- Until the Justice Department or Supreme Court makes the final ruling on digital accessibility rules, litigation over noncompliance remains a risk to businesses.
- ADA demand letters may claim noncompliance violates the Fair Housing Act, which isn’t true.
- Recipients of such letters should immediately contact their insurance carrier and obtain legal counsel to assess next steps.
Enacted more than 30 years ago, the Americans with Disabilities Act has become synonymous with accessibility. While the act’s accessibility requirements indisputably apply to physical spaces, its application in digital spaces has been debated for well over a decade. That’s because the ADA is silent on how—or even if—its provisions apply to websites.
Despite calls for action, the Justice Department has failed to act to resolve the issue, leaving consumers and businesses to turn to the courts for answers, and law firms to exploit the confusion by sending waves of demand letters to businesses around the country. Just recently, however, businesses celebrated a major victory in an 11th U.S. Circuit Court of Appeals decision in which the court declared that websites are not places of public accommodation.
On April 7, the 11th Circuit issued its long-awaited decision in Gil v. Winn-Dixie Stores, Inc., holding that websites are not places of public accommodation under Title III of the ADA. While this decision comes as a major victory for businesses that have long struggled with whether and how ADA obligations apply to websites, the issue of digital accessibility will remain a target of legal action until either the Justice Department acts or the U.S. Supreme Court settles the issue once and for all.
In the meantime, there are new waves of demand letters exploiting this perceived uncertainty by asserting baseless claims of noncompliance with not only Title III of the ADA but also the Fair Housing Act and similar state laws.
While the ADA claims may be up for debate, the fair housing claims are meritless and frivolous, lacking any regulatory or legal support. There are no provisions in the federal Fair Housing Act that require real estate brokers to code their website to be accessible to individuals with disabilities. And no court has ever concluded that the act requires a real estate broker to maintain an accessible website or that a real estate professional has a more general obligation to ensure effective communication with individuals with disabilities. These unsupported claims are merely self-serving attempts to extract money in the form of attorney’s fees and other costs from real estate professionals.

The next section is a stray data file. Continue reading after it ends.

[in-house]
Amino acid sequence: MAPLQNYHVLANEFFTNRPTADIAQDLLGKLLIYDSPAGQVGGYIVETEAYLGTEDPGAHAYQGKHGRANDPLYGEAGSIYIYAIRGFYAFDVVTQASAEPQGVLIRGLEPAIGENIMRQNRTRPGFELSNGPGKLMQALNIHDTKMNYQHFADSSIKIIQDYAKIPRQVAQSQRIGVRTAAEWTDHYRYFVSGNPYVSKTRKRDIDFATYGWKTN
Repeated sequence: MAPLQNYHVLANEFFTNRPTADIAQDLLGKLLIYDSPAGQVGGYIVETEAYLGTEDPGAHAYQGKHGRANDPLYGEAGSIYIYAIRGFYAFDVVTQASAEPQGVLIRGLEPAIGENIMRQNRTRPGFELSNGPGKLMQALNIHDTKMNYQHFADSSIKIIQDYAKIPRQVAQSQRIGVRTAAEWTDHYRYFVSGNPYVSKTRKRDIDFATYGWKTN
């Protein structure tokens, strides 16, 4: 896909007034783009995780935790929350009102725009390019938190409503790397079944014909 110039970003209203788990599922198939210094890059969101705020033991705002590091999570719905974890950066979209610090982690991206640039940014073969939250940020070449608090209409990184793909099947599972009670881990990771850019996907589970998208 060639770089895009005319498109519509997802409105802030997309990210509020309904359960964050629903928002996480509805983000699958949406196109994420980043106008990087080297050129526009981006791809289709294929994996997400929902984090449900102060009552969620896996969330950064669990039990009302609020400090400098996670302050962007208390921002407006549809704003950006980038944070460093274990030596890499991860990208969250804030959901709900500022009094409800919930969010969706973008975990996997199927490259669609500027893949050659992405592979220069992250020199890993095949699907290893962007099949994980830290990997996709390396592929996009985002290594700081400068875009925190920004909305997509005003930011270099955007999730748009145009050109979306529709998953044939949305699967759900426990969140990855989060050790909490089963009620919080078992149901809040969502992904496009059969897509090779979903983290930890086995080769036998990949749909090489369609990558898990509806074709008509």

Follow Best Practices
You can reduce your risk of being the target of one of these website accessibility shakedowns by following these best practices:
- Assess your website’s current accessibility and take preemptive steps to address and enhance any accessibility issues.
- Speak to your website provider about what measures they are taking to address your website’s accessibility and be sure to address these issues in your contract with the provider.
- Consider hiring a website accessibility expert to develop a plan to boost your website’s accessibility.
- Include an accessibility statement on your website that provides contact information where a user can report difficulties navigating the website or can find help in accessing information or services.
If, despite your best efforts, you find yourself on the receiving end of one of these “ransom” demand letters, start by immediately contacting your insurance carrier and obtaining legal counsel to assess the best next steps.In addition, be sure to check out NAR’s resources for more information about the ADA and website accessibility. Use these tips and resources to help ensure you successfully manage and mitigate your exposure to ADA website accessibility claims now and in the future.